NEW YORK (Reuters Health) - Children from homes with regular incense burning have a higher risk of developing asthma, according to a Taiwanese study that hints a particular gene variant could be involved.
Among nearly 3,800 middle-school children, researchers found three percent had current asthma and more than five percent had wheezing during exercise. By comparison, nearly one in 10 kids in the U.S. suffer from asthma, according to the Centers for Disease Control and Prevention.
Kids whose parents burned incense were 36 percent more likely to have current asthma and 64 percent more likely to wheeze when they exercised.
Of the children, 48 percent carried no copies of a gene variant known as GSTT1, which helps regulate a family of enzymes that protect body cells from oxidative damage — including that caused by cigarette smoke or other toxic chemicals.
People without this genetic variant have been found to have higher risks of allergies and asthma. Similarly, such children in the Taiwanese study were 43 percent more likely than their peers who carried at least one copy to currently have asthma.
And when the researchers looked at incense use in those children’s homes, those with daily exposure were 78 percent more likely than those with no exposure to currently have asthma. That pattern was not true, however, of children with the GSTT1 gene variant.
The findings, published in the European Respiratory Journal, suggest that a combination of genetic susceptibility and exposure to incense combustion byproducts may raise some children’s asthma risk.
Incense has been used for millennia in many cultures’ religious and spiritual ceremonies. In Asia, people commonly burn incense in their homes — a practice that is becoming more popular in Western countries as well.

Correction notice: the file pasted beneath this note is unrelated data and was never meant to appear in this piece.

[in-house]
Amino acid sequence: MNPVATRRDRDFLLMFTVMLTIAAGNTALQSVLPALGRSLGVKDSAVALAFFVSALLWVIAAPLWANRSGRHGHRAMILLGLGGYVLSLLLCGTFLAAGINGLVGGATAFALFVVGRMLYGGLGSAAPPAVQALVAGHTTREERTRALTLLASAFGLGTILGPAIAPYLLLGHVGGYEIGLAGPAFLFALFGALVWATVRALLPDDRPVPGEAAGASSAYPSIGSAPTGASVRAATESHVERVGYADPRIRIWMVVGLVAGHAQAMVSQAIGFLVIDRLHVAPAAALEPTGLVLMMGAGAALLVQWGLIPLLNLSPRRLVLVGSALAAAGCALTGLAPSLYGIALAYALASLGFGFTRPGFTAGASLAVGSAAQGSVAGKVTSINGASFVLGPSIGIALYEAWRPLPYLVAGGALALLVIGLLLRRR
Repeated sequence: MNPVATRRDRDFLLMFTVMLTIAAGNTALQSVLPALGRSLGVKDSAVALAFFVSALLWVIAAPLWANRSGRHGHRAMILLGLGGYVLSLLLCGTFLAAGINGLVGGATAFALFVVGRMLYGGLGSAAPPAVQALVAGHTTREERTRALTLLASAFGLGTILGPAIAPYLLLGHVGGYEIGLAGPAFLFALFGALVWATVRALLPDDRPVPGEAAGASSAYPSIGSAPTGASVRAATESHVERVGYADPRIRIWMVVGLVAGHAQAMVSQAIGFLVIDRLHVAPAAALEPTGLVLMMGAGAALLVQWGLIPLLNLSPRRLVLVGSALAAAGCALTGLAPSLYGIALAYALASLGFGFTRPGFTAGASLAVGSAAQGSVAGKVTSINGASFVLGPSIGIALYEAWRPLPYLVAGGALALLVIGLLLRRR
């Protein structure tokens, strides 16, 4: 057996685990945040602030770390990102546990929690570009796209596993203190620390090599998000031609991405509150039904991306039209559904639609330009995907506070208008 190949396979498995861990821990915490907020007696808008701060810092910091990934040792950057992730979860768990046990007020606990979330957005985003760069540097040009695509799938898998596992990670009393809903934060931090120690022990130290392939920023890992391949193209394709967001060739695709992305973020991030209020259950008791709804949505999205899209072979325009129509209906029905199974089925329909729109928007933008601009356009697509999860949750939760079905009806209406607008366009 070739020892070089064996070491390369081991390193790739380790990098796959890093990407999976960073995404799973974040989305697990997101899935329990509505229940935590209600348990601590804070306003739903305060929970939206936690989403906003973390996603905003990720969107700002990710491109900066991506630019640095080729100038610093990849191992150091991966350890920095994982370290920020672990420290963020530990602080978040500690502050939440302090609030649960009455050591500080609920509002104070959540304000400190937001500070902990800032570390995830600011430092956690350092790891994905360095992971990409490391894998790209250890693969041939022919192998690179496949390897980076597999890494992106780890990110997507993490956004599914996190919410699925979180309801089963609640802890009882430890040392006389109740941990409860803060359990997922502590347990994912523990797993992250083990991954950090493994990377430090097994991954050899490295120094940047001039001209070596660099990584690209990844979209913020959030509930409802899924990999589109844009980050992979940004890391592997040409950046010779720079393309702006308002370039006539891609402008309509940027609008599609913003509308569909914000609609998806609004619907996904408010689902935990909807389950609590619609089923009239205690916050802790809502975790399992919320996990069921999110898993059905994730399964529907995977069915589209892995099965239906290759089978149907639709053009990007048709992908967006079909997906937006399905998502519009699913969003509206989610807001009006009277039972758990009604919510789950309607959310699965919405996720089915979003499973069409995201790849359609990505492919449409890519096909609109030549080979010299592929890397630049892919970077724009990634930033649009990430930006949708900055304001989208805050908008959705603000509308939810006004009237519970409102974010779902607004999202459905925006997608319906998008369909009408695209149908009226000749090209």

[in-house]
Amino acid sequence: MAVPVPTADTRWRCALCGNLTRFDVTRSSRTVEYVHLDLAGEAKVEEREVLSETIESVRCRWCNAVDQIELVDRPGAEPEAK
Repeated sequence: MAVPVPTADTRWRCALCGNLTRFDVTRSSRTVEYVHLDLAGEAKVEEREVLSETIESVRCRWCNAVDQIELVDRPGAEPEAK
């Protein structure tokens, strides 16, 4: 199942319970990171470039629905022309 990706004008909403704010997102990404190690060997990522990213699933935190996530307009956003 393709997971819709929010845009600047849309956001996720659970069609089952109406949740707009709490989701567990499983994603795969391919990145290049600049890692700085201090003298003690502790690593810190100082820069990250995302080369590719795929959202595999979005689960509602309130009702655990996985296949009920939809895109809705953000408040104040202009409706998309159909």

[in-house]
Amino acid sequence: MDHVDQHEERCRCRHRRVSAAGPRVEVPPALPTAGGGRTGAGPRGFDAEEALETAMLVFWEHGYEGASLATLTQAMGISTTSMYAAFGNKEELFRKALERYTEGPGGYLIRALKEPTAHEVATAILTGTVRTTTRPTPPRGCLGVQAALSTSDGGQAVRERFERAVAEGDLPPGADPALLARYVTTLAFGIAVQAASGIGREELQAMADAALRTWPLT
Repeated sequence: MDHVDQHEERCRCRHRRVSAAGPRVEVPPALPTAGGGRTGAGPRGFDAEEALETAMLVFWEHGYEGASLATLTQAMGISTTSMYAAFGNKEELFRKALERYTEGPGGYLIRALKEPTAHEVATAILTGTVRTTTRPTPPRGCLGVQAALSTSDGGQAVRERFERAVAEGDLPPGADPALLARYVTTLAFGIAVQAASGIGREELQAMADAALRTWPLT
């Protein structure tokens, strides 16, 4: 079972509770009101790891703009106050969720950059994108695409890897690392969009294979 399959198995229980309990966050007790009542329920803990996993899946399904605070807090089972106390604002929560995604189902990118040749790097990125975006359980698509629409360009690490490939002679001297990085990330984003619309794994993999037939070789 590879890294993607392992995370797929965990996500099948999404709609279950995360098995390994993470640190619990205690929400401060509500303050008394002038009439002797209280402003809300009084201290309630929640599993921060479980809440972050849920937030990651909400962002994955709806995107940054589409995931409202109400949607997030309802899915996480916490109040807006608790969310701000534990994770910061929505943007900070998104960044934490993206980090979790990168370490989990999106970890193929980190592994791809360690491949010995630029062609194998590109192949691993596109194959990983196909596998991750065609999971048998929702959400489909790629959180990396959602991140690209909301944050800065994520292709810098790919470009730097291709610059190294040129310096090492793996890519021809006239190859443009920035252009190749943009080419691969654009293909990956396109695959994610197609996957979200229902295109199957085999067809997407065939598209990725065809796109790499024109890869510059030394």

Incense is usually derived from fragrant plant materials, like tree bark, resins, roots, flowers and essential oils. Past research has found that burning these materials can produce harmful substances, including benzene and polyaromatic hydrocarbons, and there is evidence that incense use might contribute to respiratory ills.
A 2008 study of more than 61,000 Chinese adults followed for up to 12 years found a link between heavy incense use and various respiratory cancers, including oral, nasal and lung cancers.
Neither that study nor the current one prove that incense is the reason for the heightened disease risks. However, these latest findings raise the possibility that limiting incense burning at home could help curb some kids’ asthma risk, according to lead researcher Dr. Yungling Leo Lee of National Taiwan University in Taipei.
Still, more remains to be learned about the potential incense-asthma connection. It is not clear, for example, whether the current findings can be generalized to other countries, Lee told Reuters Health in an email.
The researchers noted that while some studies in Asian countries have found connections between incense burning and respiratory symptoms in children, others — including one of schoolchildren in Hong Kong — have not.
Other researchers have pointed out that different types of incense might differ in relation to disease risk. In some Asian countries, for instance, people commonly use long sticks or coils of incense that burn slowly over an extended period — a pattern of use that could be a factor in any respiratory health effects.
According to Lee, it would be “interesting” for future studies to look at the relationship between gene variants, incense and asthma risk in children living in other countries.
SOURCE: link.reuters.com/raw29q European Respiratory Journal, online November 25, 2010.